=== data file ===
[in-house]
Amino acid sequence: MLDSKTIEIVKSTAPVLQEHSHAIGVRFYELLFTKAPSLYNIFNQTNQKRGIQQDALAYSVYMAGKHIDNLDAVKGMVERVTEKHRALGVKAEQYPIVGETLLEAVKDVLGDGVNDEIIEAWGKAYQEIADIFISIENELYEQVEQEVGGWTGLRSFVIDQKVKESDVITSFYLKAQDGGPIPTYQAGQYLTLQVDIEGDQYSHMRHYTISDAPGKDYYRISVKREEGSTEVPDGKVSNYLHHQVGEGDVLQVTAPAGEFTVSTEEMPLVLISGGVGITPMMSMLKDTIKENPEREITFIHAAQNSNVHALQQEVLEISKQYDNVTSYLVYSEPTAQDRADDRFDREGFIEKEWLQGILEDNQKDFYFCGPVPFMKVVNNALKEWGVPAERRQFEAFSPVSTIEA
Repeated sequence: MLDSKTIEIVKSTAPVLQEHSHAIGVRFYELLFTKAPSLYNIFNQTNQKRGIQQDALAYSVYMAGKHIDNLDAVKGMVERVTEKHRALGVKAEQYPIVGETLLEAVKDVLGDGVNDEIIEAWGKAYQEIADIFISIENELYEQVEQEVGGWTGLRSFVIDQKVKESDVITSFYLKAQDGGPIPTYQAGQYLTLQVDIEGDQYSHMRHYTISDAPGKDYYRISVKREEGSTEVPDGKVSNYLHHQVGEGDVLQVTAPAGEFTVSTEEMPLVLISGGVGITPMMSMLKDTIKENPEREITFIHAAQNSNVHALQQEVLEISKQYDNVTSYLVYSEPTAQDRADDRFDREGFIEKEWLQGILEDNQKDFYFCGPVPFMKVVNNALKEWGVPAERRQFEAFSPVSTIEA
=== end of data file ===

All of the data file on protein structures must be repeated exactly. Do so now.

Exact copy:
[in-house]
Amino acid sequence: MLDSKTIEIVKSTAPVLQEHSHAIGVRFYELLFTKAPSLYNIFNQTNQKRGIQQDALAYSVYMAGKHIDNLDAVKGMVERVTEKHRALGVKAEQYPIVGETLLEAVKDVLGDGVNDEIIEAWGKAYQEIADIFISIENELYEQVEQEVGGWTGLRSFVIDQKVKESDVITSFYLKAQDGGPIPTYQAGQYLTLQVDIEGDQYSHMRHYTISDAPGKDYYRISVKREEGSTEVPDGKVSNYLHHQVGEGDVLQVTAPAGEFTVSTEEMPLVLISGGVGITPMMSMLKDTIKENPEREITFIHAAQNSNVHALQQEVLEISKQYDNVTSYLVYSEPTAQDRADDRFDREGFIEKEWLQGILEDNQKDFYFCGPVPFMKVVNNALKEWGVPAERRQFEAFSPVSTIEA
Repeated sequence: MLDSKTIEIVKSTAPVLQEHSHAIGVRFYELLFTKAPSLYNIFNQTNQKRGIQQDALAYSVYMAGKHIDNLDAVKGMVERVTEKHRALGVKAEQYPIVGETLLEAVKDVLGDGVNDEIIEAWGKAYQEIADIFISIENELYEQVEQEVGGWTGLRSFVIDQKVKESDVITSFYLKAQDGGPIPTYQAGQYLTLQVDIEGDQYSHMRHYTISDAPGKDYYRISVKREEGSTEVPDGKVSNYLHHQVGEGDVLQVTAPAGEFTVSTEEMPLVLISGGVGITPMMSMLKDTIKENPEREITFIHAAQNSNVHALQQEVLEISKQYDNVTSYLVYSEPTAQDRADDRFDREGFIEKEWLQGILEDNQKDFYFCGPVPFMKVVNNALKEWGVPAERRQFEAFSPVSTIEA